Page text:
Twenty-three years ago, Will Jones said he was talking with a friend who wanted to purchase llamas.

“I asked him why anybody in their right mind would own llamas,” Jones said. “And he asked me, just kind of smiling, ‘well, Will, what would you like?’”

Jones told him he would like to own either a camel or a wallaby, then settled firmly on camel.

Months later, Jones received a phone call from a woman in South Carolina confirming his camel order. Jones laughed about it, confirmed it as a joke, and called his friend to tell him, “you’re good.” Jones said his friend just laughed, and then a month later, the same friend told Jones his camels were now available to view online. Again, Jones thought it was a joke — until his kids searched online and found the camels.

“I didn’t honestly think about it another minute,” Jones said. “And then all of a sudden one night ... I get a call at 10:30 a.m. and the guy says, ‘Hey ... I’m calling because I just want you to know I’ll be at your house in two hours ... I’m bringing the camels.’”

Jones and his family were living in a rental at the time while their house — where Jones, his family and the camels still live — was being built. Stunned, Jones had the presence of mind to ask if the camels had been paid for, only to learn they hadn’t been and that he would need to write their delivery man a check.

According to Jones, the camel delivery man had transferred them across the country and wouldn’t be able to take them back. Jones emptied out the detached garage that was part of the rental and housed the camels in there.

Camels can live to be 50 years old, but Jones said they’ve made pretty good pets. He even bought two more camels of a different breed.

“You can’t just have one kind, you know, you got to have both kinds,” he said. “They’re very (affectionate). They want to be with people.”

Jones began making the rounds in Utah, doing nativities all over the state. He also did camel shows, but said he got tired of answering the same questions over and over again, like “what’s in their humps?” And “do they really spit?”

Jones first got involved with the Alpine Living Nativity a little over 10 years ago. The woman who originally inspired the event, Irene Hayes, was best friends with Jones’s mother, so Jones knew the family well. At first Jones was unavailable because he was booked out two years in advance — but since becoming available he’s been a part of the nativity ever since.

This week, the Alpine Living Nativity — which has been running for the past 16 years — announced it will unfortunately be cancelled this year.

The space where the Alpine Living Nativity has been held for the past decade or so has been developed as a new site for future housing, according to Jones, who has become one of the organizers of the nativity. Although the organization has found a new piece of land on which to hold the nativity in the future that’s in the same neighborhood and is owned by Jones, none of the sets and structures typically used for the nativity have been built.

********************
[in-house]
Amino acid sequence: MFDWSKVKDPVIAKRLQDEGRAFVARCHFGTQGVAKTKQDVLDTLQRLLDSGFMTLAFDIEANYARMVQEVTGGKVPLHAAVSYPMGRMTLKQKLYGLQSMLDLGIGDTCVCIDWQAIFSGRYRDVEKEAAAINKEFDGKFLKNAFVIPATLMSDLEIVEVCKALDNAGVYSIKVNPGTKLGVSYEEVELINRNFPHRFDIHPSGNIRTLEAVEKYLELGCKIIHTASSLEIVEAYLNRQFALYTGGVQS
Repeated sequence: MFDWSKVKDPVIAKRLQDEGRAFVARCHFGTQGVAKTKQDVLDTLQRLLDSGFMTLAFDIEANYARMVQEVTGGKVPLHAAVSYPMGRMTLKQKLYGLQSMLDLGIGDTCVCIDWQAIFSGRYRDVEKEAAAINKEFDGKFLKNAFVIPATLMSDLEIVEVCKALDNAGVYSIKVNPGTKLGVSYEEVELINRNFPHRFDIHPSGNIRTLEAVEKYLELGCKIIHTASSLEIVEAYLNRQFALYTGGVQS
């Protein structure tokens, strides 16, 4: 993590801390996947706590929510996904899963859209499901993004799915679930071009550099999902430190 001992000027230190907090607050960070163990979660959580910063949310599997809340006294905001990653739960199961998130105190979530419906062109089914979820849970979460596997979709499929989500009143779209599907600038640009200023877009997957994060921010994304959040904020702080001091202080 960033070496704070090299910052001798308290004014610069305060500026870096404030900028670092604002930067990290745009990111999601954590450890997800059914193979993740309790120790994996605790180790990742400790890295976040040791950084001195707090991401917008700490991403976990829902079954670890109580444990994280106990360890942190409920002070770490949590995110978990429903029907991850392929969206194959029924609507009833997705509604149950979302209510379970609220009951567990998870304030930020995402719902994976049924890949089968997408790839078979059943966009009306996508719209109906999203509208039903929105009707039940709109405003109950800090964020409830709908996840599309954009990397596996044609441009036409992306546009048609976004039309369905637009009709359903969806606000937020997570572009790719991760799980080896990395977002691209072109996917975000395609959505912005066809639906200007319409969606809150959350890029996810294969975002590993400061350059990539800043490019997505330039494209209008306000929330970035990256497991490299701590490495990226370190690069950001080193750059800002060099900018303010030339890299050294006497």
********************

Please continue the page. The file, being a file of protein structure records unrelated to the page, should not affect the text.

“We still have a lot of work ahead of us and will be unable to finish by December,” the website reads. “We are determined to do what is necessary to insure that it continues next year when the new location is ready!”

The camels, as well as Jones’s horses, sheep and other animals, are living on the future nativity site. They’ll get the year off, unless Jones agrees to participate in a Lehi nativity he said he’s been invited to.

“We may go over and help with those animals ... because it’s amazing. It kind of just helps the whole thing,” Jones said. “There’s about five or six different kinds of animal experiences for the people ... that helps keep a little kid focused. And then by the time they get to the baby, they’re just blown away.”

Jones said he’s had several people reach out to him, expressing their sadness on hearing the nativity is canceled for this year.

“That’s been the hardest part for us, because we love doing it,” Jones said, referring to the other organizers. “We had about 25,000 people come through last year, and a lot of people have come for years ... I’ve had people tell me that (they) have not missed this from the very beginning ... and all of a sudden, there isn’t one for them to come to.”

But, as noted on the website, Jones said the nativity will definitely happen again next December.

Besides the experience, Jones said the thing he will miss the most is the charitable giving that nativity has allowed him and his fellow organizers to do. From the profits raised by selling tickets for just $3, Jones said the three organizers, himself included, would split the funds between themselves to be donated to their charities of choice. Jones donates to and organization that provides cleft lip and palate surgeries in Guatemala as well as home construction in Guatemala. From last year’s nativity profits, Jones said the organization was able to build 25 new homes and perform 66 surgeries.

According to the Alpine Living Nativity website, the event raised over $70,000 for charity last year.

“So here’s the people coming to enjoy a Christmas Nativity, and the great benefit of them coming was that we were able to take those funds and help so many people,” Jones said. “That’s why I’m doing it again, is I certainly love the nativity, but more than that, it’s the ability to be able to go and help these other families because of that.”

To receive updates about the Alpine Living Nativity, visit the website at http://alpinelivingnativity.org.

Carley Porter covers northern Utah County and business for the Daily Herald. She can be reached at cporter@heraldextra.com.

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